Wikimania and Wikimedia

Posted in default, Social on November 11th, 2005 at 16:47:28

About a month ago, I participated in a couple of meetings at the Berkman Blog Group regarding Wikimania, the Wikimedia annual conference, which will be held this year in Boston. Talking with the local organizer, I was interesting in helping in a number of ways where I’m more useful than many other people — having a place to stay and possibly offer to other people, as well as technical skills which not everyone has that might be of assistance.

During the second meeting, I had the oppourtunity to engage with other Wikimedians who would be participating, and to get some of their feelings about the conference and the Berkman Blog Group’s attempt at trying to make things easier for them here in Boston during their convention.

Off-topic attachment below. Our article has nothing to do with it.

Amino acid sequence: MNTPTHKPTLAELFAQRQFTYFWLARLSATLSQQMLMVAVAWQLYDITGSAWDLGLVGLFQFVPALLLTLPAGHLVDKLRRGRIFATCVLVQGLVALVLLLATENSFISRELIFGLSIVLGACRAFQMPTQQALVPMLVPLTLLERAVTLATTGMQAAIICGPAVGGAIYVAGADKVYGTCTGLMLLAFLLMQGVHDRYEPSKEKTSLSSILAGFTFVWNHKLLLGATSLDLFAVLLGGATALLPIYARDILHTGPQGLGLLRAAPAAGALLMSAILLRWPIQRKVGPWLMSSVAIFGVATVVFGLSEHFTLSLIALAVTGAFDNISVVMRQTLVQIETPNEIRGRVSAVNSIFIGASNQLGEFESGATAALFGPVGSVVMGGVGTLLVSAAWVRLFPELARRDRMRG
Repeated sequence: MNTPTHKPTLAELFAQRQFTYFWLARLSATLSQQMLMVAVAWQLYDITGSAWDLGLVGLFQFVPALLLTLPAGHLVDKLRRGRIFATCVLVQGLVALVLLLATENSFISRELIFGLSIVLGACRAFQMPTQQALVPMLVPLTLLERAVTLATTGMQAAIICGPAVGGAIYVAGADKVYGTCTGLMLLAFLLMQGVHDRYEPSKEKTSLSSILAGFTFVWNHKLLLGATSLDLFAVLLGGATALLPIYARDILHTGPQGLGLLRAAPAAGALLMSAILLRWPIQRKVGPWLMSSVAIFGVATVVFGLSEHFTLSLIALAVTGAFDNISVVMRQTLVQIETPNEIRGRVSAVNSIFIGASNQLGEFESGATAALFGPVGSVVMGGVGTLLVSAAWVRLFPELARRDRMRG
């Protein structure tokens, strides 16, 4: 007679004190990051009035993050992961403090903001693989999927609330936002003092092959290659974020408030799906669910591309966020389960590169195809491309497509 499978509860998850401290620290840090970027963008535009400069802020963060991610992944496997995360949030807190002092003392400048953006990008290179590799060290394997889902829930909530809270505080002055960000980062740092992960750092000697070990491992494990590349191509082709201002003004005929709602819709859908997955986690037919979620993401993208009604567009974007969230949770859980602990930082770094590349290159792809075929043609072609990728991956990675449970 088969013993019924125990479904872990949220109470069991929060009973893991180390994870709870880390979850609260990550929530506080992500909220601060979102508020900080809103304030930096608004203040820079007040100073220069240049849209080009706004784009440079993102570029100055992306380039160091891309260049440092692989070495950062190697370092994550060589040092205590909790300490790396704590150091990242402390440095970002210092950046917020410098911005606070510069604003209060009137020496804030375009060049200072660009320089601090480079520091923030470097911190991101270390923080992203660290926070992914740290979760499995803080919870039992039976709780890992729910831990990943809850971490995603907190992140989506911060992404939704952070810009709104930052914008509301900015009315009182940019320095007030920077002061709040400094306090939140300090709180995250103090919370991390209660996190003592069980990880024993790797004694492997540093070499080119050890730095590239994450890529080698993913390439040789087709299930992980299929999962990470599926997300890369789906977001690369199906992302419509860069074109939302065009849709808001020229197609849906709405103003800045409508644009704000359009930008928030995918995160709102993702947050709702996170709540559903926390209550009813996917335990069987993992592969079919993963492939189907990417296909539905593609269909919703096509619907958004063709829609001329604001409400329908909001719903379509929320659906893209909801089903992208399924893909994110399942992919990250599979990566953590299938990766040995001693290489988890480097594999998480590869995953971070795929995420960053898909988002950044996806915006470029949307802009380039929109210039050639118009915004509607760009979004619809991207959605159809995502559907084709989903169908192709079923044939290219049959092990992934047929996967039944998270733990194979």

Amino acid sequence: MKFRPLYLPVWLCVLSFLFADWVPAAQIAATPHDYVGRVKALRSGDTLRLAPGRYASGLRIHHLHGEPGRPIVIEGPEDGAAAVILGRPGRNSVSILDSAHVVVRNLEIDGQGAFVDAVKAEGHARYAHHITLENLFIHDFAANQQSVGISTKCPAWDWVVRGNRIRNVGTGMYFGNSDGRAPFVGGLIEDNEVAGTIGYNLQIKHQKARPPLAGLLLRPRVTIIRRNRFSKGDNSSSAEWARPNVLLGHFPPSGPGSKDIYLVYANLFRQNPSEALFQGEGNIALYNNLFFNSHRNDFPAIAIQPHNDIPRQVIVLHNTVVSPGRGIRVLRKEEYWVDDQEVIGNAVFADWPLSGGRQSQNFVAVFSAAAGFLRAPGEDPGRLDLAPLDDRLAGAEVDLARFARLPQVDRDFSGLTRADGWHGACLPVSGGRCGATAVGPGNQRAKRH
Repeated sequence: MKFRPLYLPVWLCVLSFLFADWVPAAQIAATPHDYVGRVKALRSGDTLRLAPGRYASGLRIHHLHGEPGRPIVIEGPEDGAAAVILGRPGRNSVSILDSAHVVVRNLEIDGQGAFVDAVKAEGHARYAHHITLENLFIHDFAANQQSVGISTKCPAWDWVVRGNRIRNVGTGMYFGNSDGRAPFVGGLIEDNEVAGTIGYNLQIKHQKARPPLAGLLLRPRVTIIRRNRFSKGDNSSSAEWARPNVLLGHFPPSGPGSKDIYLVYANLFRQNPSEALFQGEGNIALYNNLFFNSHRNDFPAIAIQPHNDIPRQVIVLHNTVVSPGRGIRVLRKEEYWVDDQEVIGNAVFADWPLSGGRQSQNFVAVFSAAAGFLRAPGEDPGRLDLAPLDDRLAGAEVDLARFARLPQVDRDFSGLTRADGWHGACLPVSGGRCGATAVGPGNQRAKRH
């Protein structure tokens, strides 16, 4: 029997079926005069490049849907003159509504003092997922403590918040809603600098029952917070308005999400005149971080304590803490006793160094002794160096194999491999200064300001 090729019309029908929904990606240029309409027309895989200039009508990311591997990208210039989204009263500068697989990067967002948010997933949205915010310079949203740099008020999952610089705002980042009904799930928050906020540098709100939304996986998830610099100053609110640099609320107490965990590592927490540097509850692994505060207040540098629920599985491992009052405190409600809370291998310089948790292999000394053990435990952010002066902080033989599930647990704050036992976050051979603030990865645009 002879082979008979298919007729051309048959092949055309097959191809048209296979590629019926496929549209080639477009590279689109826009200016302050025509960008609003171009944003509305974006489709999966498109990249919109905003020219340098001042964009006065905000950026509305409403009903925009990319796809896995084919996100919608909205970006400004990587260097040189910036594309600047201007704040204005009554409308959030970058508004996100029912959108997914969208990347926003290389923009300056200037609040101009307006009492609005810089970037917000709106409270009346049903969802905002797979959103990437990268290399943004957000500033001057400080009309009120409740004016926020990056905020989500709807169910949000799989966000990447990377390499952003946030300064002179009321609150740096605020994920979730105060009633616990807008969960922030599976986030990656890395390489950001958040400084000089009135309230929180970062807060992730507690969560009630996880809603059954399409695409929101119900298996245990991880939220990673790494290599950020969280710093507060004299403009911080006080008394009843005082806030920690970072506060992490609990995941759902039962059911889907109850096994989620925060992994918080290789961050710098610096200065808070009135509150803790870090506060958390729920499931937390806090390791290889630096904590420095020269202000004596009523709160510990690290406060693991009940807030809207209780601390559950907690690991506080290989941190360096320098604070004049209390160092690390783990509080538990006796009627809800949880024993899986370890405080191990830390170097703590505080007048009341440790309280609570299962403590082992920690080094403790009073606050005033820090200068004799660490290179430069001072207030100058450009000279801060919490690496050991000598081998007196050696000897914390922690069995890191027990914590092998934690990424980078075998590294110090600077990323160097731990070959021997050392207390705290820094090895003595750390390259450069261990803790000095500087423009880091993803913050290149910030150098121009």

I got a negative vibe from one of the people I spoke to, and later attempted to determine whether my understanding – that Wikimania was dedicated to Wikimedians, and local help in a significant way by people who were not active Wikimedia participants would be appreciated only so long as it didn’t affect the conference – was correct. Although I don’t have an exact quote of my question and the answer, the feeling was, again, negative.

The local organizer here asked me to clarify why I felt pushed away by the Wikimedia participants I had talked to, and this is what I wrote in response:

When I asked if it was the case that the purpose of Wikimania was to further the goals of Wikimedians, and that local people were not being invited to participate in the same way, I was informed that yes, this was the case: assistance from non-Wikimedians was unneccesary. (Sadly, I don’t have the log of this due to a client crash, because it’s the one thing that was said more than anything else that convinced me not to participate.)